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Bananas and Beyond: A Guide to Dietary Potassium

Registered Dietitian Nutritionist Grace Scarborough gives you a short & simple walk-through on potassium, an important mineral to know for anyone concerned with blood pressure, hydration, and kidney issues.




Potassium is an essential mineral and electrolyte. Our bodies do not make potassium, so it must come from food or supplements. Getting enough potassium is important. Potassium helps with maintaining fluid levels, muscle contractions, and supports normal blood pressure. Sodium and potassium are closely related. Potassium helps maintain fluid levels inside our cells. Sodium helps maintain fluid outside our cells (1). You can learn more about sodium in my last article here.


Where does potassium come from in our diet?

When eating a well-balanced diet, deficiency is rare, because many foods contain potassium (2). Sources of potassium include potatoes, milk, cereals, bananas, avocados, carrots, yogurt, guava, and even dark chocolate (2). However, due to the increase of ultra-processed foods in the U.S., potassium deficiency is becoming more common. Processed foods are generally high in sodium and low in potassium. Sometimes potassium is added to foods instead of, or in addition to, sodium. The type of potassium that is added to foods is generally potassium chloride. This is different from the type of potassium in foods, which is potassium citrate. The added potassium (potassium chloride) is not absorbed well by the body (2).


Can I eat too much potassium?


For most people, too much potassium (known as hyperkalemia), is rare. Generally, extra potassium gets removed by the body: mainly through urine (~80-90%), sweat, and feces (~10-20%) (2). Hyperkalemia is more common for people with certain medical conditions, specifically kidney disease. Some medications and/or supplements can also increase risk for hyperkalemia. Always tell your medical team all the medications and supplements you take.



Although hyperkalemia is rare for most people, it is a serious and life-threatening condition (4). Oftentimes, hyperkalemia does not have symptoms. If there are symptoms, they are likely to be unspecific. Symptoms that may show up include heart palpitations, nausea, weakness, or abnormal tingling in arms, legs, hands, or feet (5). You can reduce risk for hyperkalemia by getting regular medical checkups, keeping track of your medications and supplements, and following medical instructions, especially when taking medications. Do not supplement potassium without clearing it with a medical professional first.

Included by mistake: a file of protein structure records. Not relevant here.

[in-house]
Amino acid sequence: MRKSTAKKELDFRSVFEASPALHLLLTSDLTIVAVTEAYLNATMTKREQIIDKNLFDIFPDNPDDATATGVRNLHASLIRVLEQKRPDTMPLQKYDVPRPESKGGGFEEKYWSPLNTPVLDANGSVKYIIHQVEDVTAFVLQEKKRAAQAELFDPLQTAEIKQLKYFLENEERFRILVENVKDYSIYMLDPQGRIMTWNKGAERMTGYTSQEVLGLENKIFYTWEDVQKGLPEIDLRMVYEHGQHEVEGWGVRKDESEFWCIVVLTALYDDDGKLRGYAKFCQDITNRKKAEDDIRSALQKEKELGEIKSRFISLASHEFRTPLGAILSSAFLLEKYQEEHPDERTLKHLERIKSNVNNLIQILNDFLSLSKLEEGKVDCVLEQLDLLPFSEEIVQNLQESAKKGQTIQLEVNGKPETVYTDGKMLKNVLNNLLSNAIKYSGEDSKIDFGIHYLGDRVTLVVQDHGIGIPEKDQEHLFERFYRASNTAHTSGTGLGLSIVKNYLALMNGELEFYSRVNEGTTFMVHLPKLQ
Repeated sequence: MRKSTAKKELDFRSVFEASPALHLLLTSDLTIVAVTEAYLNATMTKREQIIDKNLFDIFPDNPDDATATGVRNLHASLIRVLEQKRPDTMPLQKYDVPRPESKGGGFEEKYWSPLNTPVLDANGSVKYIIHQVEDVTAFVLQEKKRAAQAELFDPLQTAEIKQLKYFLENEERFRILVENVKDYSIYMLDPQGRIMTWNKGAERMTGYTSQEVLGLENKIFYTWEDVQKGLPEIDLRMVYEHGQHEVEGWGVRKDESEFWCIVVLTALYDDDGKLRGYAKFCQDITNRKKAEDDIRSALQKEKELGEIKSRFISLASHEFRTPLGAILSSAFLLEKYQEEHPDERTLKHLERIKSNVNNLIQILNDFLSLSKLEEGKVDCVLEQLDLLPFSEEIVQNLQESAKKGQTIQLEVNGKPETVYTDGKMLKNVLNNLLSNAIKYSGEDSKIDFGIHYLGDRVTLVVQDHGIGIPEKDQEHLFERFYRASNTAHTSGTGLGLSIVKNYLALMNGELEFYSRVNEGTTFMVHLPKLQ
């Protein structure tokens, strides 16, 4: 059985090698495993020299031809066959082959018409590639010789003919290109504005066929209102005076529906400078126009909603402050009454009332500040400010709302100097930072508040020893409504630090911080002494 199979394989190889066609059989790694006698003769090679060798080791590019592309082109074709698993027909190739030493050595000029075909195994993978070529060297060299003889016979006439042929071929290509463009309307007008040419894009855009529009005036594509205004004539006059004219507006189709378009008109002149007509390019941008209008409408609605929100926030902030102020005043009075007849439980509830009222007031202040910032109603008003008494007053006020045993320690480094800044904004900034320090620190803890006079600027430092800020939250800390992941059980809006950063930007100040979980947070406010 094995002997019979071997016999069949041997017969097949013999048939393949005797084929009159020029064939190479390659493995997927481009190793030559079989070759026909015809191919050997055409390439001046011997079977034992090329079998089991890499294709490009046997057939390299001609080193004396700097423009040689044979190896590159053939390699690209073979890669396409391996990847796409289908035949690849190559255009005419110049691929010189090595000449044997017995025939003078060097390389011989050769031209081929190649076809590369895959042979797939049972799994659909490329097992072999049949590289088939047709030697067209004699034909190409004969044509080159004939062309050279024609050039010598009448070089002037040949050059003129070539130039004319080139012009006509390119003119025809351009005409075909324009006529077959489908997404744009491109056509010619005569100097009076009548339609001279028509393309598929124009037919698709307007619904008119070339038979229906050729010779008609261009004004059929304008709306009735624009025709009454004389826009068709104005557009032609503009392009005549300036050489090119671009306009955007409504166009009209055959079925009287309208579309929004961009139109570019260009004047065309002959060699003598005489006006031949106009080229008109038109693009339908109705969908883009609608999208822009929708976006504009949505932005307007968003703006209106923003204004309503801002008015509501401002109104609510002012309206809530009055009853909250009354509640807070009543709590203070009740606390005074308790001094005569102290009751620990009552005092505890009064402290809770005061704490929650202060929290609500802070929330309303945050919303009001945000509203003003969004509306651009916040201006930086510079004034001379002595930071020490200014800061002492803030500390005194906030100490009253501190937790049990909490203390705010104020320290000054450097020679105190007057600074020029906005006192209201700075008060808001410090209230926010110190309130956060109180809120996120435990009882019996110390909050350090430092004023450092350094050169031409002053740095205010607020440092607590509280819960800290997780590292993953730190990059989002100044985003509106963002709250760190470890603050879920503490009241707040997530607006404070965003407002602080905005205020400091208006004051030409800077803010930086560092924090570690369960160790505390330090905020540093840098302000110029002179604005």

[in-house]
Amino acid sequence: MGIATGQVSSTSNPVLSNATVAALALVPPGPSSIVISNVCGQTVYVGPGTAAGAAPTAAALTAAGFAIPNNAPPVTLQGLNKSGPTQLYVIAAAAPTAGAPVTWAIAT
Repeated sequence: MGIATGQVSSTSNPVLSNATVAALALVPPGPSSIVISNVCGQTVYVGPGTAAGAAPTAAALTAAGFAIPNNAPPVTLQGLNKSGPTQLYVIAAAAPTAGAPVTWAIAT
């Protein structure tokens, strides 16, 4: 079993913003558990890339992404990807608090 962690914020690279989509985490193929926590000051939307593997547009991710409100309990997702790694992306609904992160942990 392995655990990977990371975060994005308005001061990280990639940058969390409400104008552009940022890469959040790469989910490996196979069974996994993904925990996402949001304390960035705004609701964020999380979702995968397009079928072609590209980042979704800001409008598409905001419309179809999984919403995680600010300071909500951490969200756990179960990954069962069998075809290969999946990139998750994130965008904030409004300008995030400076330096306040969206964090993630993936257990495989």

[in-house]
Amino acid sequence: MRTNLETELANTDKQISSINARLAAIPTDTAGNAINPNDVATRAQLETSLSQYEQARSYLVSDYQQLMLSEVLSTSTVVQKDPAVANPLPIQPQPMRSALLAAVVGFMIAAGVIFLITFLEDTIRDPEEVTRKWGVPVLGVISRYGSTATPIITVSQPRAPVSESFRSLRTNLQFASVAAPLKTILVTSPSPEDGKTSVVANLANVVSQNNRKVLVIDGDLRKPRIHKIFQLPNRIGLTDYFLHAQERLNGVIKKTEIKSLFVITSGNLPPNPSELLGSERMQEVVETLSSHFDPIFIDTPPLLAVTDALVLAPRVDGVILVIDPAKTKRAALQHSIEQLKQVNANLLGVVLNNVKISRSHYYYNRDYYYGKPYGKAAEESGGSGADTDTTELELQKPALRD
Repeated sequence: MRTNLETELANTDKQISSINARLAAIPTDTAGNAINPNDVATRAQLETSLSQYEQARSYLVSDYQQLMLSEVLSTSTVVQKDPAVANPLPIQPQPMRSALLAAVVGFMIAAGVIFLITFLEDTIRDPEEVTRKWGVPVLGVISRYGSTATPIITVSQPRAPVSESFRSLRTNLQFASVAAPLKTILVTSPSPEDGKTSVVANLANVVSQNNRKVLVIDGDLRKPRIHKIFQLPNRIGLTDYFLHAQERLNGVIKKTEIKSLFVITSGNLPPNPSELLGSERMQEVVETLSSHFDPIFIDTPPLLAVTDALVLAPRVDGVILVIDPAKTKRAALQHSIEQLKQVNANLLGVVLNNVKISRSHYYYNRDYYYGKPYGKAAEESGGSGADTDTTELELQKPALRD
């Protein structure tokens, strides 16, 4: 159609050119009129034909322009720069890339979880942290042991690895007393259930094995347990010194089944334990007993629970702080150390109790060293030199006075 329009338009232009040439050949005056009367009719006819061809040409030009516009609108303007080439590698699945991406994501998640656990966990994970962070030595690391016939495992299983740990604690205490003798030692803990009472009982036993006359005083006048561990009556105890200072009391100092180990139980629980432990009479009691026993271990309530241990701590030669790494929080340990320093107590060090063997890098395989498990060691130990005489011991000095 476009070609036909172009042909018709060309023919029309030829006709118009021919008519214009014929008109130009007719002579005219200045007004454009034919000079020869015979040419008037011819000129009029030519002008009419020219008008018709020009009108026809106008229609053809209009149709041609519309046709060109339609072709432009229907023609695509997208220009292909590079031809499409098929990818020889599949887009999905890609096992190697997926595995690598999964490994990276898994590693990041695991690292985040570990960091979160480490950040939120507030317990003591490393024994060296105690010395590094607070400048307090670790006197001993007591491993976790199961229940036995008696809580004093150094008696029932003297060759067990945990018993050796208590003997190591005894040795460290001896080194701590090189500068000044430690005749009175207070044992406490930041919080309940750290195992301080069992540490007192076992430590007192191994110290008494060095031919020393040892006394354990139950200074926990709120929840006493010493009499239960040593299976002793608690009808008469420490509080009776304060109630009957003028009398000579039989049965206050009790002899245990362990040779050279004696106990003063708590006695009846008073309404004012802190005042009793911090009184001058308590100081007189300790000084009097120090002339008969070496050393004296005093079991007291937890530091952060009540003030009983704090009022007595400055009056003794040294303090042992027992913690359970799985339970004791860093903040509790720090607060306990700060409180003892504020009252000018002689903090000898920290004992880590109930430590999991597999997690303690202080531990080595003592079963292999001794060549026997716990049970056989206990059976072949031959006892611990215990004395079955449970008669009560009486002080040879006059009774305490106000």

How is potassium checked?

Potassium is checked through a blood test or urine test. Potassium is normally included with routine labs. Results often abbreviate potassium to its elemental name “K” (which is different from Vitamin K). If you are unsure if your potassium has been checked, talk to your doctor. Too high or too low potassium is usually caused by a medical condition or medication, not food. Always discuss lab results with your doctor to learn more.


Bottom line:

Eating a variety of fruits, vegetables, whole grains, and even dark chocolate will provide enough potassium in most cases.


Getting enough potassium, through a balanced diet, has many benefits. Potential benefits include lowered blood pressure, reduced risk of chronic kidney disease, decreased risk of stroke, and favorable effects on muscle and bone health (2). To learn more about minerals and electrolytes, continue to stay tuned to Snow Personal Training. Up next, learn about how to choose a sports drink that works for you!




Written by Grace Scarborough, RDN, CD





References

1. National Institutes of Health, Office of Dietary Supplements. Potassium. NIH Office of Dietary Supplements. Available from: https://ods.od.nih.gov/factsheets/Potassium-HealthProfessional/


2. Ganapathy V, Thangaraju M, Prasad PD, Martin PM, Singh N. Transporters and receptors for short-chain fatty acids as the molecular link between colonic bacteria and the host. Am J Physiol-Gastrointest Liver Physiol. 2013;304(5):G453-60. Available from: https://www.ncbi.nlm.nih.gov/pmc/articles/PMC3648706/


3. U.S. Department of Agriculture and U.S. Department of Health and Human Services. Food Sources of Potassium. Dietary Guidelines. Available from: https://www.dietaryguidelines.gov/food-sources-potassium


4. Coresh J, Selvin E, Stevens LA, Manzi J, Kusek JW, Eggers P, et al. Prevalence of chronic kidney disease in the United States. JAMA. 2007;298(17):2038-47. Available from: https://www.ncbi.nlm.nih.gov/books/NBK470284/


5. National Kidney Foundation. Hyperkalemia. National Kidney Foundation. Available from: https://www.kidney.org/atoz/content/hyperkalemia/facts


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